Markesbery said they “blew through all the capital” they’d scraped together but ultimately alighted on a workable solution to their problem: aerogel particles that form an aerogel composite, now proprietary to OROS.
Dubbed SolarCore, the composite is one of the world’s first flexible, non-shedding aerogels that offers two important benefits relative to other apparel insulation materials on the market, Markesbery said. Tested against 250 other materials, from down to synthetics to closed-cell foam, using ASTM C518, which measures thermal conductivity, “I have yet to find something that actually beats it,” he explained, in terms of providing the greatest warmth.
But the real game changer, he continued, is what aerogel brings to the table on the question of loft. Down has been so consistently popular with outdoor gear makers because it traps air, which increases the insulation, and which in turn increases warmth—but also contributes to the inflated, Michelin Man look. The industry around winter weather gear has embraced the look to some degree, with a popular style of outerwear known as “puffer jackets.”
While that might work for an everyday run-around topper, the warmth required for the most extreme environs on the planet is on another level altogether. “SolarCore under compression at 15 psi maintains 97 percent of its thermal performance,” Markesbery explained. “What that means is for the first time ever, you can have a thin amount of insulation, put it into [an apparel] product and actually get significant thermal value.”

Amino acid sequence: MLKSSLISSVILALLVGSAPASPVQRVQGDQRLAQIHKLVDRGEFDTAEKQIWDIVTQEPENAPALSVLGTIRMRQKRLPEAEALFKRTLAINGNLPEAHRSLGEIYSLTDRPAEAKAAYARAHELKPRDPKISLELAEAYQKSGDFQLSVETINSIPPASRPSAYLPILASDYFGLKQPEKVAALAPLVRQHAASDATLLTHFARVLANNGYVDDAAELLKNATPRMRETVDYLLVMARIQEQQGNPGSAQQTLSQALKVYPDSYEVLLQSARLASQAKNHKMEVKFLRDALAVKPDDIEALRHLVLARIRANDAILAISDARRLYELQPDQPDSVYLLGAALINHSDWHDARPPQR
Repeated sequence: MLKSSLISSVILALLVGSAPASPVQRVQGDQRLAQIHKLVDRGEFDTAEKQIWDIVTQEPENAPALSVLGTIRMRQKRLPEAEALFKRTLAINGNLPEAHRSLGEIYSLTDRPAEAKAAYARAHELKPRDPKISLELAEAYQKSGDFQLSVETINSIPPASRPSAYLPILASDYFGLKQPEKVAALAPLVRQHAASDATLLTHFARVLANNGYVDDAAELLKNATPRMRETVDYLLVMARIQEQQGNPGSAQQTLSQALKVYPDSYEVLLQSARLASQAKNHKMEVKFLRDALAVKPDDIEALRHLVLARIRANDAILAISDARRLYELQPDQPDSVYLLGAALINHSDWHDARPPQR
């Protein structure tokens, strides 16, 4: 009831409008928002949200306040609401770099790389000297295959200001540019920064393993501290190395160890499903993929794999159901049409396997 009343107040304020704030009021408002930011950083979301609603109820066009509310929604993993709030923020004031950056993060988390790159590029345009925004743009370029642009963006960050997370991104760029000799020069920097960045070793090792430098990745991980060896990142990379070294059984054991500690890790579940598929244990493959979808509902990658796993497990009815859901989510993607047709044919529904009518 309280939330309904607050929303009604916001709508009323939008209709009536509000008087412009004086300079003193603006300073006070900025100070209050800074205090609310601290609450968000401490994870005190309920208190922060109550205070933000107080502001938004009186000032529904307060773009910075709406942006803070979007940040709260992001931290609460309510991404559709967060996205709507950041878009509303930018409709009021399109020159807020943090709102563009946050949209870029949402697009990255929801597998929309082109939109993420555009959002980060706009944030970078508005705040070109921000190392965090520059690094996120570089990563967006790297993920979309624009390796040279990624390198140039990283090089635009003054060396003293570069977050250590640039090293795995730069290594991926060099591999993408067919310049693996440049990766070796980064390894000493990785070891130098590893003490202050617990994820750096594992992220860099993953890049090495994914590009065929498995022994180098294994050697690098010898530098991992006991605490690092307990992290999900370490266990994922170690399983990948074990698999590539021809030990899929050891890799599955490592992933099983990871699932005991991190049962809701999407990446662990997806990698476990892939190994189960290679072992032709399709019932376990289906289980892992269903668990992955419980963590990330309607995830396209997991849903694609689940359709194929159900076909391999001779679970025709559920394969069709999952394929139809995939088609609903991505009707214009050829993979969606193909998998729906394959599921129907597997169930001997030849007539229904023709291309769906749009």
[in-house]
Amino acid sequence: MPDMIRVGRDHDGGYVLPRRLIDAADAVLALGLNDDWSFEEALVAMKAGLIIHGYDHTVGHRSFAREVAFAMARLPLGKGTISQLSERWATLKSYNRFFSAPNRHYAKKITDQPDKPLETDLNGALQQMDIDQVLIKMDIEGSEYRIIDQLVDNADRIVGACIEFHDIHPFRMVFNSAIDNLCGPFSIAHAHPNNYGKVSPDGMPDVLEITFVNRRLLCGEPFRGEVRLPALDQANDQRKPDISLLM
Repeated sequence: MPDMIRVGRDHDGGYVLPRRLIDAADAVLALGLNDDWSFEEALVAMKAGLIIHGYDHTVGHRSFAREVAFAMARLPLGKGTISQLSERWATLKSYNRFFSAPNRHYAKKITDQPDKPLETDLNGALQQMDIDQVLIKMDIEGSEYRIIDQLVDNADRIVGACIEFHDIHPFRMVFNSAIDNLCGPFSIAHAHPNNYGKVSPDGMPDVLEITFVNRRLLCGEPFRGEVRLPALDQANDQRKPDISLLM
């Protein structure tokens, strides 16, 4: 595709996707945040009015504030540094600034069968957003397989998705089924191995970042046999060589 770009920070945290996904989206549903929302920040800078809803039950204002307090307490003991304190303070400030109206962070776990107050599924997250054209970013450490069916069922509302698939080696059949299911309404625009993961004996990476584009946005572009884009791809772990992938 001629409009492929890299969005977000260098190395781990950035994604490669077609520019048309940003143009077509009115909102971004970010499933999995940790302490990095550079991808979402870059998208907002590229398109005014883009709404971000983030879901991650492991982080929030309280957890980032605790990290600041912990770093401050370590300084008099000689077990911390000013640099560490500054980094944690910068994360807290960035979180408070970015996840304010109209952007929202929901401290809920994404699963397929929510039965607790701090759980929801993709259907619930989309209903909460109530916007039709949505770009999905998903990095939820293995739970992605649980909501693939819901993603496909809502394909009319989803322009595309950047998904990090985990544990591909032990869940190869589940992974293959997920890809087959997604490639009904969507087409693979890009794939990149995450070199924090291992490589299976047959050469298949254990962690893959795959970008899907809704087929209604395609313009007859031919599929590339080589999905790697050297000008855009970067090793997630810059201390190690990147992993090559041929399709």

Translation: less bulk, more toasty warmth, and greater versatility for whatever cold-weather outdoor activity floats your boat. OROS’s flagship jacket, the Orion Parka, weathered Siberia’s frozen tundra in -40 degrees “going 60 miles per hour on a snowmobile with a T-shirt underneath,” Markesbery said. That slim profile and packability can be key considerations when customers in the top markets of San Francisco, New York City and Toronto have jet-set dreams of Lukla, the busy Nepalese airport servicing the Mount Everest Base Camp that also inspired the startup’s name before it rebranded a year post launch.